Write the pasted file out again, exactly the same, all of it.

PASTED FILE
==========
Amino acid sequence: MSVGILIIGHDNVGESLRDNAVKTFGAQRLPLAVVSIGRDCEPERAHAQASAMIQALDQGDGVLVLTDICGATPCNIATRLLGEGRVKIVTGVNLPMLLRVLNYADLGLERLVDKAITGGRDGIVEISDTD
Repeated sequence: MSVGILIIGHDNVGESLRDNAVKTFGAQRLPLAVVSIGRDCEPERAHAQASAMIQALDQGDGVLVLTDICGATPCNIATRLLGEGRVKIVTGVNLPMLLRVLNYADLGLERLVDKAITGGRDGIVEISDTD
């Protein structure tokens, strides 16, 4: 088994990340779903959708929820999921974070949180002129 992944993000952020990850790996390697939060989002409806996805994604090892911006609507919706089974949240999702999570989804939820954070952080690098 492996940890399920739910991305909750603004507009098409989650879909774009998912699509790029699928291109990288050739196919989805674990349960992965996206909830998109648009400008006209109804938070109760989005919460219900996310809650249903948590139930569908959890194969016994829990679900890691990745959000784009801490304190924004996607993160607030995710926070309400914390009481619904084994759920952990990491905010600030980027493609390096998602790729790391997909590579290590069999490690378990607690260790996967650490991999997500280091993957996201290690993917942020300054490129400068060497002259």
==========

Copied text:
Amino acid sequence: MSVGILIIGHDNVGESLRDNAVKTFGAQRLPLAVVSIGRDCEPERAHAQASAMIQALDQGDGVLVLTDICGATPCNIATRLLGEGRVKIVTGVNLPMLLRVLNYADLGLERLVDKAITGGRDGIVEISDTD
Repeated sequence: MSVGILIIGHDNVGESLRDNAVKTFGAQRLPLAVVSIGRDCEPERAHAQASAMIQALDQGDGVLVLTDICGATPCNIATRLLGEGRVKIVTGVNLPMLLRVLNYADLGLERLVDKAITGGRDGIVEISDTD
């Protein structure tokens, strides 16, 4: 088994990340779903959708929820999921974070949180002129 992944993000952020990850790996390697939060989002409806996805994604090892911006609507919706089974949240999702999570989804939820954070952080690098 492996940890399920739910991305909750603004507009098409989650879909774009998912699509790029699928291109990288050739196919989805674990349960992965996206909830998109648009400008006209109804938070109760989005919460219900996310809650249903948590139930569908959890194969016994829990679900890691990745959000784009801490304190924004996607993160607030995710926070309400914390009481619904084994759920952990990491905010600030980027493609390096998602790729790391997909590579290590069999490690378990607690260790996967650490991999997500280091993957996201290690993917942020300054490129400068060497002259």